Work on vaccines has provided further indications of there being flaws in the idea that discrete factors, akin to toxins, enable all microbes to cause disease.
Most vaccine research has focused on identifying and neutralizing microbes' virulence factors. In numerous cases, this tactic has paid off. The vaccines for tetanus and diphtheria work on this basis, and have eliminated two major killers from the Western world. Similarly, a vaccine that makes the polysaccharide capsule of bacteria vulnerable to attack from white blood cells by prompting lymphocytes to produce antibodies against it has virtually eradicated H. influenzae type B, a major cause of meningitis before the 1980s. Since 2000, similar vaccines have markedly reduced the incidence of disease caused by Streptococcus pneumoniae.
Yet at least for S. pneumoniae, the idea that antibodies prevent disease solely by promoting uptake and killing of the microbe by immune cells called phagocytes is too simplistic. The mere presence of antibodies to S. pneumoniae in someone's blood, for instance, does not reliably indicate that the person will be protected from pneumonia. What is more, many of the ongoing attempts to develop new vaccines by identifying and targeting virulence factors have so far proved fruitless. Despite decades of searching, no classical virulence factor suitable for vaccine development has been identified for the tuberculosis bacillus or malaria parasite.
In some cases, efforts aiming to neutralize virulence factors may even have uncovered ways to exacerbate disease. Pulmonary tuberculosis occurs in less than 10% of people infected with Mycobacterium tuberculosis. In these people, an over-exuberant inflammatory response destroys lung tissue. Thus, vaccines against tuberculosis that are designed to enhance the immune response might not work.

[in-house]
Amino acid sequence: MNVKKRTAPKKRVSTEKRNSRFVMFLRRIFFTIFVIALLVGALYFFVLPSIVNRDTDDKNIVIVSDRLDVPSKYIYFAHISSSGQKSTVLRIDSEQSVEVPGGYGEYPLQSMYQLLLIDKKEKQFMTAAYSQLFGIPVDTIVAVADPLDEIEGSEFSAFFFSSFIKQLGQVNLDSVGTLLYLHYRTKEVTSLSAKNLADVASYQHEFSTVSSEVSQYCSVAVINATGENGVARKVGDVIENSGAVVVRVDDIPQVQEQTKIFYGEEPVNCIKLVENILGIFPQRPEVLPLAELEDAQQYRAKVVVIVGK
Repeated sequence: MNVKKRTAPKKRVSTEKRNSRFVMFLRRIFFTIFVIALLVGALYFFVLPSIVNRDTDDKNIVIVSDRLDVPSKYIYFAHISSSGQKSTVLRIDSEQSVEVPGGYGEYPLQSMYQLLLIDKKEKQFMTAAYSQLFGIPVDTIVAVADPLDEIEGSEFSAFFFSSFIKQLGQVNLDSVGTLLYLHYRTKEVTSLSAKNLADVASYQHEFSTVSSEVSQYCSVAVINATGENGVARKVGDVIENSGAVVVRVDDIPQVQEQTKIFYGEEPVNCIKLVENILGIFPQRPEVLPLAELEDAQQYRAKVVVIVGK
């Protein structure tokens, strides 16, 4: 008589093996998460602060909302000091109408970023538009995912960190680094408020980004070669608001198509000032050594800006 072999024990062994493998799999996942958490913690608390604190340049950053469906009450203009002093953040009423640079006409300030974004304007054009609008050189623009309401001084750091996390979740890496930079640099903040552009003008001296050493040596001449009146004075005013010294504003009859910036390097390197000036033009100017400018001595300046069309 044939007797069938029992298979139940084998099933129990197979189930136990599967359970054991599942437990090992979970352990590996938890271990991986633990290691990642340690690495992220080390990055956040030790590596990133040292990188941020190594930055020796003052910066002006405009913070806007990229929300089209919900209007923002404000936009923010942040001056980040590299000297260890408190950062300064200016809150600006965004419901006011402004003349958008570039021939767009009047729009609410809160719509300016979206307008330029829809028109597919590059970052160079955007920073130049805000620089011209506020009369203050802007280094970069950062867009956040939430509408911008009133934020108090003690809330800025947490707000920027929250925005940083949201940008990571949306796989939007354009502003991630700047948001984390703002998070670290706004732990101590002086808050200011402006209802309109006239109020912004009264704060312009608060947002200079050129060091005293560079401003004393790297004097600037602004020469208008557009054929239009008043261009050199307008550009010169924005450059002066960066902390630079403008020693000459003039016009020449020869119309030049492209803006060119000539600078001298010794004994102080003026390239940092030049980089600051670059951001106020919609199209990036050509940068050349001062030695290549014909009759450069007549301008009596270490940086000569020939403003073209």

This could explain why in the 1890s, when microbiologist Robert Koch injected people who had tuberculosis with an extract that he had produced from culturing the bacteria in the laboratory, many of them died. It could also explain why certain vaccines produced in the past century, for instance for the respiratory syncytial virus, failed to prevent disease.
The term pathogen is unlikely to go away. But those who study infectious diseases need to own up to its limitations.
Researchers probing the human microbiome (the community of microorganisms that live in and on our bodies) using genomics are being forced to recognize that myriad factors and interactions shape its composition. It varies in different people, at different times in development and in association with disease.
Much of the research on infectious diseases continues to be dominated by reductionist approaches.
Yet much of the research on infectious diseases continues to be dominated by reductionist approaches; one variable is altered while all others are assumed to hold constant. Microbiologists tend to view the microbe as the key variable in disease and treat the host as a constant. Immunologists generally see the microbe as a constant and the host response as the variable (for instance, immunologists frequently inject microbes into normal and genetically manipulated laboratory animals, to assess the factors that shape the host response)5. These two groups go to different conferences, read and publish in different journals, and receive funds from different granting panels.
What is needed is the simultaneous analysis of microbial and host variables using new analytical tools. Damage to the host is a measurable parameter that can result from the microbe, the host's response, or both, and as such, it shifts the focus onto the host–microbe interaction6.
New tools are needed to measure the spectrum of inflammatory, biochemical and other forms of damage resulting from the interaction between hosts and microbes. The discovery and development of these tools must be driven by new sessions at conferences, special issues of journals and dedicated funding streams. We think that such a shift in approach would uncover all sorts of possibilities for preventing infectious diseases.
Pirofski, L. A. & Casadevall, A. BMC Biol. 10, 6 (2012).
Howden, B. P. et al. mBio 4, e00412-13 (2013).
De Chiara, M. et al. Proc. Natl Acad. Sci. USA 111, 5439–5444 (2014).
Young, B. C. et al. Proc. Natl Acad. Sci. USA 109, 4550–4555 (2012).
Biron, C. A. & Casadevall, A. mBio 1, e00260-10 (2010).
Casadevall, A. & Pirofski, L. A. Nature Rev. Microbiol. 1, 17–24 (2003).
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Casadevall, A., Pirofski, La. Microbiology: Ditch the term pathogen. Nature 516, 165–166 (2014). https://doi.org/10.1038/516165a